Elliott Carter

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ALBUM TITLE: Elliott Carter
WORKS: Duettino; Figment IV; Mnemosyne; String Trio; Rigmarole; Bariolage; Trije glasbeniki; Double Trio; Retracing; Figment V; Hiyoku; A Sunbeam’s Architecture
PERFORMER: Rolf Schulte (violin); Fred Sherry (cello); Richard O’Neill (viola); Stephen Gosling (piano); Nicholas Phan (tenor); Ryan McAdams (conductor) et al


Surely no other composer has attended their 103rd birthday concert in person, far less one that included the world premieres of four works written since he turned 102. Elliott Carter had come to seem indestructible, his stream of wise and witty later-than-late works unstoppable. This DVD memorialises the 8 December 2011 concert at New York’s 92nd Street Y that featured a dozen mainly short works, principally solos or duos, all performed by top-class performers closely associated with his music. Even at 103 Carter presented a spry, puckish figure, and ‘spry’ seems the right epithet for the music – alert, capricious, fiercely concentrated. The most recent pieces were still exploring the polarities of activity and stasis, strong dissonance and the arching, eloquent line, the music’s innate poetry plucked, it seems, from the air.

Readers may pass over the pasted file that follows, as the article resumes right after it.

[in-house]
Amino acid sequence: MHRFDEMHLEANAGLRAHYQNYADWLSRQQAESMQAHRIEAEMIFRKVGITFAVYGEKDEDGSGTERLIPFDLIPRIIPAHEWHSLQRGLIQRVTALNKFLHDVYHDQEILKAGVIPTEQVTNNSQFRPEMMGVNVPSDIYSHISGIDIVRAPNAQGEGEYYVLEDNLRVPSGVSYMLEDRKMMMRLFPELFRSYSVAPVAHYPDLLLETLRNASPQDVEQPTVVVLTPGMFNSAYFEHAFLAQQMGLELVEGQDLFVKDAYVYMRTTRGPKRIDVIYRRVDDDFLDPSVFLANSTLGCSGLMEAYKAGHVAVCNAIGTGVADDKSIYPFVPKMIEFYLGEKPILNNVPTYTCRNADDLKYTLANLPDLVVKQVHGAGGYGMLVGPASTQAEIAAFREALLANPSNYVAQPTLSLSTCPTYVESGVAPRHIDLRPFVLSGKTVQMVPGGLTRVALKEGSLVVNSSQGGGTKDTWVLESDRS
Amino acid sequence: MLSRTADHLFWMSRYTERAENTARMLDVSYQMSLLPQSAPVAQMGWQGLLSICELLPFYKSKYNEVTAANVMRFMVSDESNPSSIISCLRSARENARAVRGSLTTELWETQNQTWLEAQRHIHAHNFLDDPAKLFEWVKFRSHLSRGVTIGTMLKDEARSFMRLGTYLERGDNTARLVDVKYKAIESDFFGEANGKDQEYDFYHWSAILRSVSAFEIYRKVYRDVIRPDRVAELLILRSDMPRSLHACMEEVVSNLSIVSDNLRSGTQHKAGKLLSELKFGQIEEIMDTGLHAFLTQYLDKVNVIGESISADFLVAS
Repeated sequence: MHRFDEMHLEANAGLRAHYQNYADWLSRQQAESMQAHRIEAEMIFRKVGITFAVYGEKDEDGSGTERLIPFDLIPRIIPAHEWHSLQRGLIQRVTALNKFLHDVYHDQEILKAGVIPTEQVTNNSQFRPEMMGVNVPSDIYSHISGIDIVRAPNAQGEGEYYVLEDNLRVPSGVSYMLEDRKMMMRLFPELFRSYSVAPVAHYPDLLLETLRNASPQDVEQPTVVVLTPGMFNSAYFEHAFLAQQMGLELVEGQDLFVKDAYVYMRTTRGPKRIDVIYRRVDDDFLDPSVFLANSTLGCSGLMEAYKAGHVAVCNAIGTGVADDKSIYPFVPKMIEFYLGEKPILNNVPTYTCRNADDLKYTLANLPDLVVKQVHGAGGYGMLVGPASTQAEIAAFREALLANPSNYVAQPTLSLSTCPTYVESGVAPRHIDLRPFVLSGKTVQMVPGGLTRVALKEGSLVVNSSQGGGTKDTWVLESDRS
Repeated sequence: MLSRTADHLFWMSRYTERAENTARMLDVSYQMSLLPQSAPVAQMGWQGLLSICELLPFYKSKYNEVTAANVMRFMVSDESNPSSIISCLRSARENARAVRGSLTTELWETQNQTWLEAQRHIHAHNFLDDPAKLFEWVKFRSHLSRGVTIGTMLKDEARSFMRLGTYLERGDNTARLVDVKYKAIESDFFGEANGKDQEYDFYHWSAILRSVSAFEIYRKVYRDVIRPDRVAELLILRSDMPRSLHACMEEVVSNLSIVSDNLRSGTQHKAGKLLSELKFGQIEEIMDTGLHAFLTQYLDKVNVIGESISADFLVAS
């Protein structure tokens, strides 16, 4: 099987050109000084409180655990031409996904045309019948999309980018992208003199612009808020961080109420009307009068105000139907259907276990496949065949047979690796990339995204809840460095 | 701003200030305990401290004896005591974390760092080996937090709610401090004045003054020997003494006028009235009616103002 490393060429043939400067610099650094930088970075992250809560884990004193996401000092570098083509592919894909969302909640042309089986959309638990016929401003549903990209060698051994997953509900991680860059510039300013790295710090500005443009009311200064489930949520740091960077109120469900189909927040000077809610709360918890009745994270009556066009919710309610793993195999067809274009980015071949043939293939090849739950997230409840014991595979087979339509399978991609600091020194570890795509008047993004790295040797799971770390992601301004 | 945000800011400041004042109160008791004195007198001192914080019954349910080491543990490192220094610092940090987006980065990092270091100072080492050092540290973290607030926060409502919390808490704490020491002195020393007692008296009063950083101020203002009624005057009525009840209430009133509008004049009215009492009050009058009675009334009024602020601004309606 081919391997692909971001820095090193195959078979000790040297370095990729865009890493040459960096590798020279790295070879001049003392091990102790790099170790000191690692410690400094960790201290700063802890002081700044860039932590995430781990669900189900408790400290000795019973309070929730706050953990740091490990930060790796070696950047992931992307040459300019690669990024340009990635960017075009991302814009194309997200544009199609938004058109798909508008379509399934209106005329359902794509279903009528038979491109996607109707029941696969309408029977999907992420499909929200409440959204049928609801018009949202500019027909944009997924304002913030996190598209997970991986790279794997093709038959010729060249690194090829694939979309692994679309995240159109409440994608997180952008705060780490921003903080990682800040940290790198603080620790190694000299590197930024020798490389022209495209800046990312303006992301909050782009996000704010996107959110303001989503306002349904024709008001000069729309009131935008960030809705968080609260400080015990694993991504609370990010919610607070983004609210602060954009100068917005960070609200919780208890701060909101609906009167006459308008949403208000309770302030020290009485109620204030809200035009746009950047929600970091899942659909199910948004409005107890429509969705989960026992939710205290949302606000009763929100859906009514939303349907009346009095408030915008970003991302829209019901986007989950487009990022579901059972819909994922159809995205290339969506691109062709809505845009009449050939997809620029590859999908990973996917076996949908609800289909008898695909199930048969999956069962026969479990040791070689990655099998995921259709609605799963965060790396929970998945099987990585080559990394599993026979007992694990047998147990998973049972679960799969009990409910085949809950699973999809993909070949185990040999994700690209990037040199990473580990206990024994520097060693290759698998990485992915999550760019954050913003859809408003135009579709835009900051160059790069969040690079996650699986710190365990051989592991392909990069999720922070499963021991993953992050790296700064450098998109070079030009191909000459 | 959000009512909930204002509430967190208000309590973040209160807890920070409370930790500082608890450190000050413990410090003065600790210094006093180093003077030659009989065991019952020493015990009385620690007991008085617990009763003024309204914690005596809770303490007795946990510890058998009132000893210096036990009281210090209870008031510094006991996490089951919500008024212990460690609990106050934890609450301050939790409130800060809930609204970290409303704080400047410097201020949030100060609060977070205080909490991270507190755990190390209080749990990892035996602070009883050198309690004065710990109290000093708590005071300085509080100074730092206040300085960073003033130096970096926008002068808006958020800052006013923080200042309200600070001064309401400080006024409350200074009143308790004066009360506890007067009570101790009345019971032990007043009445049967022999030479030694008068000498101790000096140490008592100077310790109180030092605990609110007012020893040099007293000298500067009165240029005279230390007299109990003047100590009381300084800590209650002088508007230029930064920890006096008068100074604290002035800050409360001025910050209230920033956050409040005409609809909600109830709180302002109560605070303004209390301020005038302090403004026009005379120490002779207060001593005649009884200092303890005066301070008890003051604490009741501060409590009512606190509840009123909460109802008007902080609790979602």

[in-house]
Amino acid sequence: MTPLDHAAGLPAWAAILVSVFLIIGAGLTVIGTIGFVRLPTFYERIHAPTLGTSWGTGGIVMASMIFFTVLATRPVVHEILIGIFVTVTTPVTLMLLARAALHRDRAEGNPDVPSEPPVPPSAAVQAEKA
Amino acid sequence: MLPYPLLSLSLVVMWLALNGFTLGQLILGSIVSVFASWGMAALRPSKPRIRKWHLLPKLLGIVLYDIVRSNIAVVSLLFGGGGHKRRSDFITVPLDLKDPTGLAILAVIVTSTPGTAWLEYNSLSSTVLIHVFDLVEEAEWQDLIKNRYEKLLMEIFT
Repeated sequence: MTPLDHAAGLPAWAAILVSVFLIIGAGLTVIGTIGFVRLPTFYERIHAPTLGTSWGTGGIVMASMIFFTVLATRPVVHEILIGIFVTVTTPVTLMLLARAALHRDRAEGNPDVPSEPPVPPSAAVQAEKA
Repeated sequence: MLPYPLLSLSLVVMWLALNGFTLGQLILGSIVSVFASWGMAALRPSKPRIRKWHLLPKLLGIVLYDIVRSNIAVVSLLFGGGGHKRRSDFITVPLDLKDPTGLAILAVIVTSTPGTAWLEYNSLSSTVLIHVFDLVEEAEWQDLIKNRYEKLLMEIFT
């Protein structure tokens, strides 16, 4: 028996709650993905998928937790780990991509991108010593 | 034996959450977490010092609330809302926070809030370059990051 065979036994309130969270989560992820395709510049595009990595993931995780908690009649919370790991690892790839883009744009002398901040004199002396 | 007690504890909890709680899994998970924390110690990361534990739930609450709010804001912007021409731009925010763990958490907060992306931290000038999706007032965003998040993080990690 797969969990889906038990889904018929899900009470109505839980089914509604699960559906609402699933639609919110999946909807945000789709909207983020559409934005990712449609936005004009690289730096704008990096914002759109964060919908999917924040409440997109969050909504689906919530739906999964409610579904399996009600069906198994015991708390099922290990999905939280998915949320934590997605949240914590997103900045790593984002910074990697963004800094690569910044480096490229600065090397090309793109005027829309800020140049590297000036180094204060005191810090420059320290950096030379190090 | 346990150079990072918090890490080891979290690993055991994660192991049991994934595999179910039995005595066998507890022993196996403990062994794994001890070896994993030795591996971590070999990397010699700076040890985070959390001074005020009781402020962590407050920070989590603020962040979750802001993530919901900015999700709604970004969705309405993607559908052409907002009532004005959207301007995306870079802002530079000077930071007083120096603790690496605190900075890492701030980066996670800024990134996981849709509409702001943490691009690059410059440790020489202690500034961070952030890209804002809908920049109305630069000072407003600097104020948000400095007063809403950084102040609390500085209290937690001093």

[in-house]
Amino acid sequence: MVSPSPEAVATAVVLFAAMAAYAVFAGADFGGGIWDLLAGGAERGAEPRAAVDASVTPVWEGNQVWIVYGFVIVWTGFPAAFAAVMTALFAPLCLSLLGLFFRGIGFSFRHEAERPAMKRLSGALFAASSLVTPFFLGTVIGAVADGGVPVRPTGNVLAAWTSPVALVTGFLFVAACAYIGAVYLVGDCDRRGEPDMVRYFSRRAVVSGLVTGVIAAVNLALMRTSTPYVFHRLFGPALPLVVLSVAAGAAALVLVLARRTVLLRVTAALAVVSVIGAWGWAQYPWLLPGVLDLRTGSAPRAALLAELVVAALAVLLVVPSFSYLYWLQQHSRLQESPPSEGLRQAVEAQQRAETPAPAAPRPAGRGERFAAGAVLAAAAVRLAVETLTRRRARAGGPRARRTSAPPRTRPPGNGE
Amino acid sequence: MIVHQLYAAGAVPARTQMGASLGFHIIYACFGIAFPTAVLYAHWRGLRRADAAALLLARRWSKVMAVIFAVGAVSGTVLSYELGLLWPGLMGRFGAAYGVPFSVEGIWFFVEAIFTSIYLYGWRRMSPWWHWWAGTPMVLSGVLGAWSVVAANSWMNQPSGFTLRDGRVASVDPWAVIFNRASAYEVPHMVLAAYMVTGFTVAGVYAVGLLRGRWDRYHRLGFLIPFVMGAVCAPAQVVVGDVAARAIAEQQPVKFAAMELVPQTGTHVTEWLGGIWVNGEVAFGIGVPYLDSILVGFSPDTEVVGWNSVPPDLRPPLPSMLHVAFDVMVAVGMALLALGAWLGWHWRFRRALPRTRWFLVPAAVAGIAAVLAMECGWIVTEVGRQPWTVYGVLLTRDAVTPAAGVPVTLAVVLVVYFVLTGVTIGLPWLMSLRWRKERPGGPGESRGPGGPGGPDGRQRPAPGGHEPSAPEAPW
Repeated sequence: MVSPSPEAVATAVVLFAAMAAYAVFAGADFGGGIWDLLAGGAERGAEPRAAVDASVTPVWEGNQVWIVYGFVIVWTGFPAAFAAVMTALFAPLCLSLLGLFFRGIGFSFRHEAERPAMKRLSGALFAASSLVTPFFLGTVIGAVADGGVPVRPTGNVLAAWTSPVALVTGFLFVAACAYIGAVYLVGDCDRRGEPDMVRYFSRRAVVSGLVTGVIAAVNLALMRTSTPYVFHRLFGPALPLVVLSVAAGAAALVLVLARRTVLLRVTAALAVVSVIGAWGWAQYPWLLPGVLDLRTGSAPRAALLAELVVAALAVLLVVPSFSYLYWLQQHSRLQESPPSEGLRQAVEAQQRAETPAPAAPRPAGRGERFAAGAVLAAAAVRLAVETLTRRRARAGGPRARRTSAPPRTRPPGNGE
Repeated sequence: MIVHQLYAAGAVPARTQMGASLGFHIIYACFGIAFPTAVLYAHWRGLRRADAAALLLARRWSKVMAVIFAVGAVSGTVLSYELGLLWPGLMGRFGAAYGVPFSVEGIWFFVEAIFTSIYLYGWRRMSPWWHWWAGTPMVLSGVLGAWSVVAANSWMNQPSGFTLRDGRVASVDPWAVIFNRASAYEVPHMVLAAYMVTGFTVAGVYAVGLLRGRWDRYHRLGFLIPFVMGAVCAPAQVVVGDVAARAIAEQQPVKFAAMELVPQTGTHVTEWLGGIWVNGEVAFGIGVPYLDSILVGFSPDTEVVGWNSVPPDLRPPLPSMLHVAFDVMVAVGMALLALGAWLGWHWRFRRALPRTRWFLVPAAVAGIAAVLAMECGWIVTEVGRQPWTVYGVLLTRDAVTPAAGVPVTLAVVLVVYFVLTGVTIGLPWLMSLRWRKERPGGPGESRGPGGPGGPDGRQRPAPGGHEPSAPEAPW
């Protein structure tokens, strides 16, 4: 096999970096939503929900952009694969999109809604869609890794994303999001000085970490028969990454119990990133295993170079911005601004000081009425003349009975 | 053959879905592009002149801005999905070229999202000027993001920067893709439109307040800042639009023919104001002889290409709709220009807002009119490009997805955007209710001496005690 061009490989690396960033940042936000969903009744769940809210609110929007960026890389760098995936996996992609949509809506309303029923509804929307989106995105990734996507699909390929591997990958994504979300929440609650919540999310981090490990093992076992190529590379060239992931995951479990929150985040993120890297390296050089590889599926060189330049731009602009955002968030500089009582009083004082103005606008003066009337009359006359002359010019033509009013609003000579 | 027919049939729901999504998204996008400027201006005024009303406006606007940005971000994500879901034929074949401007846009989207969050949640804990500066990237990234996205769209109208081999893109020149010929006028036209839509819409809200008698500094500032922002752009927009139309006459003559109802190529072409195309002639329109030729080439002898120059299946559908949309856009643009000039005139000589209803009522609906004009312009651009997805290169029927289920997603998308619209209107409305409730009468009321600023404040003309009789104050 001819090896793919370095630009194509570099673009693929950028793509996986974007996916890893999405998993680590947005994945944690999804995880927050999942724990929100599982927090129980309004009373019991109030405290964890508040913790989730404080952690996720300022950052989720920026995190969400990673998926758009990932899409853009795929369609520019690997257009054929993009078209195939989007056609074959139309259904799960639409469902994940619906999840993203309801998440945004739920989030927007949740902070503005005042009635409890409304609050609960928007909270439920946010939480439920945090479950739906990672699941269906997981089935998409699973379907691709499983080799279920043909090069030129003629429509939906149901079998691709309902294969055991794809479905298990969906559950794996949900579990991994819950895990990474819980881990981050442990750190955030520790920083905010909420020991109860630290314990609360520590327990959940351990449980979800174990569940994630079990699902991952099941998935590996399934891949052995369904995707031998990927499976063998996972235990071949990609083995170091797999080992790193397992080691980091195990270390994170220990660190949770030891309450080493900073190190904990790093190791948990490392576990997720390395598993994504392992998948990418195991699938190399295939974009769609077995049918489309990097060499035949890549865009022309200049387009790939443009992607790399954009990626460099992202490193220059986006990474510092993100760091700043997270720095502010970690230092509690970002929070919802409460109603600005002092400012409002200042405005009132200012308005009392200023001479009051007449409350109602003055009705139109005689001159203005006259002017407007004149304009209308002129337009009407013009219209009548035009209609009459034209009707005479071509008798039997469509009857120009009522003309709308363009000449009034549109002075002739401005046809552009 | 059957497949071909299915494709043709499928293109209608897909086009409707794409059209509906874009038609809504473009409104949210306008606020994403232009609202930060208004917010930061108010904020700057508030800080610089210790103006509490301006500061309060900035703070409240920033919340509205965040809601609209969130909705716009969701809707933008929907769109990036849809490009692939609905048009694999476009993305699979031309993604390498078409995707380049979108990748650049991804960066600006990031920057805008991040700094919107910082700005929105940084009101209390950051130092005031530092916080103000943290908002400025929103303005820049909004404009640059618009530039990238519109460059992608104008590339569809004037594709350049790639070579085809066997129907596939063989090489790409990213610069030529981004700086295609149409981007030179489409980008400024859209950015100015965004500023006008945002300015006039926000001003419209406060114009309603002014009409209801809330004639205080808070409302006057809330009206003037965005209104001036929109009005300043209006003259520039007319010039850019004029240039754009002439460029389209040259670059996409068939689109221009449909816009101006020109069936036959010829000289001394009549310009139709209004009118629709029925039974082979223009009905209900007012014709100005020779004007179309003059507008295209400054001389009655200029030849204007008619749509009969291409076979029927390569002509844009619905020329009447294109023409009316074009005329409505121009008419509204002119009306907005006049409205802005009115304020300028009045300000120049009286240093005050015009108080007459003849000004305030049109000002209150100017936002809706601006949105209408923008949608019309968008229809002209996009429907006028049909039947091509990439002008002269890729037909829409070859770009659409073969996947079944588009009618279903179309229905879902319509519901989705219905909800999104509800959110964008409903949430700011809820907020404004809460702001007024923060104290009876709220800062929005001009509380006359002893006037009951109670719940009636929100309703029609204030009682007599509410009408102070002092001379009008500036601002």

With so many exemplary performances of this fundamentally challenging music it seems invidious to single out individuals, but tribute must be paid to the imperturbable cello playing of Fred Sherry (the concert’s organiser); the eloquence of Rolf Schulte’s violin, not only in his solo Mnemosyne but as chief line-carrier in the second biggest work here, the fizzing Double Trio.

The concert’s culmination is the world premiere of the EE Cummings song cycle A Sunbeam’s Architecture for tenor (Nicholas Phan) and ensemble (conductor Ryan McAdams). Its final number has lyricism, dignity and weight that seems emblematic of Carter’s output as a whole.

As a bonus five British composers – George Benjamin, Harrison Birtwistle, Alexander Goehr, Oliver Knussen, Colin Matthews – offer memories of and tributes to Carter, evidence of the great affection in which he was held, and the lasting impact of his music on the generations who came after him. 


Calum MacDonald